Authorities have charged Pennsylvania Trump supporter Bruce Bartman with two felony counts of perjury and one count of unlawful voting after he submitted voter registrations on behalf of his mother and mother-in-law, Elizabeth Bartman and Elizabeth Weihman, both of whom are deceased, and subsequently cast an absentee ballot in Bartman’s name. Bruce Bartman, who is 70, filled out the ballot that he attributed to his deceased mother in support of Donald Trump, who lost the state. Bartman’s lawyer Samuel Stretton said that his client “chose to do something stupid” out of “political frustration” and is “very sorry.”
District Attorney Jack Stollsteimer noted that Bartman’s case does not prove the existence of systematic fraud. Stollsteimer observed as follows:
‘For all the conspiracy theorists out there, this case today does not represent widespread voter fraud. This case was evidence that one person committed voter fraud by casting an improper and illegal ballot.’
The very fact that authorities uncovered the crimes confirms the vigor of the system. Similarly, First Assistant District Attorney Tanner Rouse added as follows:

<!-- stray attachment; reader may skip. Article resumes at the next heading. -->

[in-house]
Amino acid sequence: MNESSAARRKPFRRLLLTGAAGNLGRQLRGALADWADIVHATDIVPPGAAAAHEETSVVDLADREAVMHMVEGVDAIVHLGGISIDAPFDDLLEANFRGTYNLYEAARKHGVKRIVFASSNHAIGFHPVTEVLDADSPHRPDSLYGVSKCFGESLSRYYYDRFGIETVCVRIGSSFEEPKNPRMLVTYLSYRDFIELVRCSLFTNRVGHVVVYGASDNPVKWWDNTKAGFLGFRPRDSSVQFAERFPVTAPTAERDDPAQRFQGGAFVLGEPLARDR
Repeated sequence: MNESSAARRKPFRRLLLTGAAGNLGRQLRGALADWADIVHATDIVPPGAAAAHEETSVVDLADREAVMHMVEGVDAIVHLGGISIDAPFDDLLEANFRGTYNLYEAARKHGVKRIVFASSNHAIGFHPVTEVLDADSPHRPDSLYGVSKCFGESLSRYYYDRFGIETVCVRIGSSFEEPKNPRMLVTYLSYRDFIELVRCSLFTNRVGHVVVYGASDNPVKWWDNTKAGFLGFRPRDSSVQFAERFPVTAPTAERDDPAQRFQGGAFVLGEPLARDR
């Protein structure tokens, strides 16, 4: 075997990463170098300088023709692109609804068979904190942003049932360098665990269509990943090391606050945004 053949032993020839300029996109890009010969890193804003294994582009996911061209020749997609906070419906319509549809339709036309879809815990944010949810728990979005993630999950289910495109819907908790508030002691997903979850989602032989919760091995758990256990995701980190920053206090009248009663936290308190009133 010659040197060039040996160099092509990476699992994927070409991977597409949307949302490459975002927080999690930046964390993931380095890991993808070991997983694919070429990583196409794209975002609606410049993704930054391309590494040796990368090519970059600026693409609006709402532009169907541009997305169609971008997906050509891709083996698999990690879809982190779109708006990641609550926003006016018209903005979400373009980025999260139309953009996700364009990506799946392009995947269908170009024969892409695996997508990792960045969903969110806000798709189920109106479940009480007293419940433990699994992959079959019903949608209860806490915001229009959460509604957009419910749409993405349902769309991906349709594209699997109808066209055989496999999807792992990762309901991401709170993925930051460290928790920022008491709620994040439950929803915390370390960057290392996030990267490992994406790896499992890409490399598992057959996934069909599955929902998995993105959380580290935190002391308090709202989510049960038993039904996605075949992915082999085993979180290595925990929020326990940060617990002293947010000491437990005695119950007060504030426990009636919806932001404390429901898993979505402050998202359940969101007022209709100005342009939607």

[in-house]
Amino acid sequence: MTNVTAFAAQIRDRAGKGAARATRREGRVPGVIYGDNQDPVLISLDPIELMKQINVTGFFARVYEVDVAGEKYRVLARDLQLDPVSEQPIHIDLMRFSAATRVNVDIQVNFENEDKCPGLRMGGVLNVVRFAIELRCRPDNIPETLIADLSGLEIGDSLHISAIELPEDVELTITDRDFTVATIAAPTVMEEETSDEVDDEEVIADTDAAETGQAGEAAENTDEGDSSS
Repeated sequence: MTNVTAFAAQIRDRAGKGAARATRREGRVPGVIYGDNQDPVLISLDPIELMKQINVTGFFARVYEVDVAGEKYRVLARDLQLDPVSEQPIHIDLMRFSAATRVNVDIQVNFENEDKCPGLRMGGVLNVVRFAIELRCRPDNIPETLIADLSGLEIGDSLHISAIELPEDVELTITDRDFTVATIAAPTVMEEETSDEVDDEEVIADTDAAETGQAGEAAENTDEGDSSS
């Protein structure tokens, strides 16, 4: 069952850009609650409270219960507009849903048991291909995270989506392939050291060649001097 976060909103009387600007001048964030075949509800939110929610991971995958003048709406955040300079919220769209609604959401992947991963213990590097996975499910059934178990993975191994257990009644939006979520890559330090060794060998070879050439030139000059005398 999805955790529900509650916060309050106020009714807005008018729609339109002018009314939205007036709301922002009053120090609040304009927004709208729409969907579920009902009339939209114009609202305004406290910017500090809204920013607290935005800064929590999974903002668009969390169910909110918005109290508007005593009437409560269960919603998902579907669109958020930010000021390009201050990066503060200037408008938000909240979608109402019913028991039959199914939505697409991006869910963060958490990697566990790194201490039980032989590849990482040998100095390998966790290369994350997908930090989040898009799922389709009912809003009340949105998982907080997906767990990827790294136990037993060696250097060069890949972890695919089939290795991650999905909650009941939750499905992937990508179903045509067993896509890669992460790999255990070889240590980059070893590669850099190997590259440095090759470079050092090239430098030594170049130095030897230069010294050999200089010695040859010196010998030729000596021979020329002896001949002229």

‘In the hundreds of calls we received and the hundreds of visits we made, we only found one instance of malfeasance, and that was Mr. Bartman, and he will be prosecuted.’
In the description of The Philadelphia Inquirer, after the Delaware County Board of Elections received a complaint about the vote in the name of the late Elizabeth Bartman, a “task force of prosecutors, detectives and other officials dedicated to investigating claims of election fraud followed up on the referral and found evidence that a crime had been committed.”
The Trump campaign has alleged that systematic fraud plagued the recently concluded presidential race, but they’ve yet to prove these allegations in a single court case anywhere in the country, and there’s no indication of any legitimate evidence that Trump’s fraud claims are correct. In reality, even outgoing U.S. Attorney General Bill Barr has confirmed that there’s no legitimate evidence of election outcome-altering fraud, and more recently, in a break with Trump, he said that he saw no need for appointing a special counsel to look into supposed fraud. The Attorney General handles special counsel appointments. Reportedly, in a recent White House meeting, Trump floated the prospect of naming conspiracy theory Sidney Powell as a special counsel for fraud-related issues. Powell has pushed ludicrous ideas like the notion that a widely used election management machine company was in cahoots with an election-rigging scheme kickstarted by Venezuelan dictator Hugo Chavez, who died 7 years ago.